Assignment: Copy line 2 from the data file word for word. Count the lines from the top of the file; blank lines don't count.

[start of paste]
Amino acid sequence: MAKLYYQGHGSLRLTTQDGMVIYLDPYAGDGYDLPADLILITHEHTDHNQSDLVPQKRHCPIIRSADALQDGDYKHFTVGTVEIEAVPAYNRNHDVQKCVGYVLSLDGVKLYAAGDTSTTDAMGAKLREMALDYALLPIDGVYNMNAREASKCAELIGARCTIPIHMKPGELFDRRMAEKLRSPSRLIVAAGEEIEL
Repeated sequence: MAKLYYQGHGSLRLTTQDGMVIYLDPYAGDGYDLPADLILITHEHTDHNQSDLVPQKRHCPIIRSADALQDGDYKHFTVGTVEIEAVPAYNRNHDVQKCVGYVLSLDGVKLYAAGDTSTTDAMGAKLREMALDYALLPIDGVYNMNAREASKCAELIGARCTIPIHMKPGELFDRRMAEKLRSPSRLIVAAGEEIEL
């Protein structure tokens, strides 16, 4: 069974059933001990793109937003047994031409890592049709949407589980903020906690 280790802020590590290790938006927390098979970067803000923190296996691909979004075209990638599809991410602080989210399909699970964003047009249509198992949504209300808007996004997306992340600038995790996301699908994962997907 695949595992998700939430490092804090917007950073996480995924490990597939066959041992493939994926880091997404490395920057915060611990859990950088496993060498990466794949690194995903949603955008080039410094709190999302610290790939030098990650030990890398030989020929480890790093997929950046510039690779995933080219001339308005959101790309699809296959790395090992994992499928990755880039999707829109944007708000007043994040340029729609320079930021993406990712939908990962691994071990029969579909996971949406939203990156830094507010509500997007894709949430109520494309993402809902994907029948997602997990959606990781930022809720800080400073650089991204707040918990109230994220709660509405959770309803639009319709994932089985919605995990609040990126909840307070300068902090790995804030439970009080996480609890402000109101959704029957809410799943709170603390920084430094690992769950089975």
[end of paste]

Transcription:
Repeated sequence: MAKLYYQGHGSLRLTTQDGMVIYLDPYAGDGYDLPADLILITHEHTDHNQSDLVPQKRHCPIIRSADALQDGDYKHFTVGTVEIEAVPAYNRNHDVQKCVGYVLSLDGVKLYAAGDTSTTDAMGAKLREMALDYALLPIDGVYNMNAREASKCAELIGARCTIPIHMKPGELFDRRMAEKLRSPSRLIVAAGEEIEL